Wednesday, June 7, 2017

The Declining Number of Lobsters in the Gulf of Maine #Science

The number of young lobsters is declining in the Gulf of Maine despite years of record-breaking harvests, a University of Maine marine scientist has warned.

Rick Wahle quantifies the population of baby lobsters in the gulf, a key lobster fishing area about the size of Wisconsin, at monitoring sites in New England and Canada every year. His American Lobster Settlement Index, released this month, shows monitoring sites from New Brunswick to Cape Cod had some of the lowest levels since the late 1990s or early 2000s.

The decline in baby lobsters represent an "early warning" of what might happen to the future of the lobster harvest, which is the source of a major fishery and a focus of the tourism industry in New England, Wahle said. Lobsters take several years to grow to legal harvesting size, so the drop in young lobsters would start to affect lobstermen in future years, he said.

"If we were to see a collapse in the lobster catch, it would mean that we're already seven to eight years into a decline in the population," Wahle said.  Baby lobster count drops off US coast, Canada (Update)

- Insert generic hand-wringing about, gee, I wonder what did it -

David Cousens, the president of the Maine Lobstermen's Association, agreed. He said he's concerned about the Maine lobster fishery going the way of the southern New England fishery, which scientists have said has faded in the face of warming ocean waters.

"It isn't encouraging. You've got to find out what's causing it if we're losing baby lobsters," Cousens said. "And we need to do as much as we can to slow down global warming. That is critical to our existence."

Wahle is co-chairing an international conference on lobster management this week in Portland. Environmental factors such as the impact of warming ocean waters on the lobster population are among the focuses of the event.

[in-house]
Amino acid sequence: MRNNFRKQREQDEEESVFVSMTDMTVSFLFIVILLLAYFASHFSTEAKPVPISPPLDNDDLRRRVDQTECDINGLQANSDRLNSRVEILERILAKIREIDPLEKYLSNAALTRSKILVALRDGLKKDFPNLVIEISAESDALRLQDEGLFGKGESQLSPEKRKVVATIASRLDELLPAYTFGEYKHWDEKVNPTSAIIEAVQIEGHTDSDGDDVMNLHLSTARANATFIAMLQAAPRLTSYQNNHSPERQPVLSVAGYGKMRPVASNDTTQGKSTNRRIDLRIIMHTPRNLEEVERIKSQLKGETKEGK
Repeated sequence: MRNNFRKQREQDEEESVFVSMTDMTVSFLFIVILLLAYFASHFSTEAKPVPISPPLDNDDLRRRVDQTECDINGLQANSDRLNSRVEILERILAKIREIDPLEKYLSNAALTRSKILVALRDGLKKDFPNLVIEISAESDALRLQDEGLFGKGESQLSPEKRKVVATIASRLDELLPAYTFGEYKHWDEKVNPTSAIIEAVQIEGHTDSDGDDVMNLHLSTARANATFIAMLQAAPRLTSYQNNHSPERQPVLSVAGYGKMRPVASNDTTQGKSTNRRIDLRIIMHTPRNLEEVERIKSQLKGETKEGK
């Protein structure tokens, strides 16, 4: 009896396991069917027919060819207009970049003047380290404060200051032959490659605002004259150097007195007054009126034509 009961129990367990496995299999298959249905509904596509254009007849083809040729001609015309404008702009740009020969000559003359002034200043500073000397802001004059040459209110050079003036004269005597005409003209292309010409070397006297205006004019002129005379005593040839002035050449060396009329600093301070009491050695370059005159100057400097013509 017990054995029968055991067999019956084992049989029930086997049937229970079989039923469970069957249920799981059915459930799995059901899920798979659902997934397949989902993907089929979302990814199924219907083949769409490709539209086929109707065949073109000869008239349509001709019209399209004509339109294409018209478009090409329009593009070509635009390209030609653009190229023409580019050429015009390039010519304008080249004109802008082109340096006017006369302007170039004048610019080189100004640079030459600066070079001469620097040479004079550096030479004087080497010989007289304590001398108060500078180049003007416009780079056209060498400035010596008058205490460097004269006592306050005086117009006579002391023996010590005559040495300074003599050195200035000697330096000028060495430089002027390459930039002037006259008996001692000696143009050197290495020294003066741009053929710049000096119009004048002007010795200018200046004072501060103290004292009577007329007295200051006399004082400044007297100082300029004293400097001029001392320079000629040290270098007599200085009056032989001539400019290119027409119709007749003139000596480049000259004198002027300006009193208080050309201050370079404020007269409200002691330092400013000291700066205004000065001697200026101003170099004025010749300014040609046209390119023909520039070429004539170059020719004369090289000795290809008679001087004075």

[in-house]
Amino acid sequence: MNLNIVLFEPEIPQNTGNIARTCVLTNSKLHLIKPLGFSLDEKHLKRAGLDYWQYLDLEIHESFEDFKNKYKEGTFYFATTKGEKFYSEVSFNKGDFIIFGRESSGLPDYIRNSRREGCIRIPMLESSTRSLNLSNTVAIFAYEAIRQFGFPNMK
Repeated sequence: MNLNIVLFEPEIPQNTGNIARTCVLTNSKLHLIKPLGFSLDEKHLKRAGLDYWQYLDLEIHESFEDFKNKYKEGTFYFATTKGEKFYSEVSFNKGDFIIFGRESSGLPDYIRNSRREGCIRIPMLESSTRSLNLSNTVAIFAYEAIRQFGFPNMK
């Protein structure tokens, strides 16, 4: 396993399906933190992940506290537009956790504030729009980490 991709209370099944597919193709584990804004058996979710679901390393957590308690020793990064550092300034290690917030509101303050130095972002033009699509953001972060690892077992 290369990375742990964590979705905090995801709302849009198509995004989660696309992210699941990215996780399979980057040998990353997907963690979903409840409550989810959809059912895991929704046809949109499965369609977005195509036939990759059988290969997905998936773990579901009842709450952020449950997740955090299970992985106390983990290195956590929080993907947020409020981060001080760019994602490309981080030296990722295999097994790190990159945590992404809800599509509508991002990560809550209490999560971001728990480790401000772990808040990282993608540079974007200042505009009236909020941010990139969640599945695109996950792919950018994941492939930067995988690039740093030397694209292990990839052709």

- PO

Fishermen became their own worst enemies in New England since catch limits were imposed for lobsters due to declining numbers and the fishermen fought like Washington's first squad from the Reality Isn't True division.

It appears the same thing happens in the Gulf of Maine even while egg production remains high but viable baby lobsters is low.  The scientists theorize possibly a staple for them in a type of copepod has migrated due to warming and it seems an intuitive to review the level of the same or similar copepod in Rhode Island waters but that's not present in the article.

Meanwhile the fishing continues at record levels ... but it won't last; there's no possible way it can when the juveniles have no chance of replacing the adult population.

Ed:  thanks for the doom and gloom

It's nothing of that but reality bites and it can bite a whole lot harder than it already has but New England has been abusive of lobster stocks for decades and the consequence was inevitable if there should be any change and, what do you know, the change has been taking place all along.  Who knew.

Ed:  97% of the scientists in the world!

Sure, they knew but whom else.  The question was left to people who don't read and now the lobster harvest is falling apart; it already did around Rhode Island.

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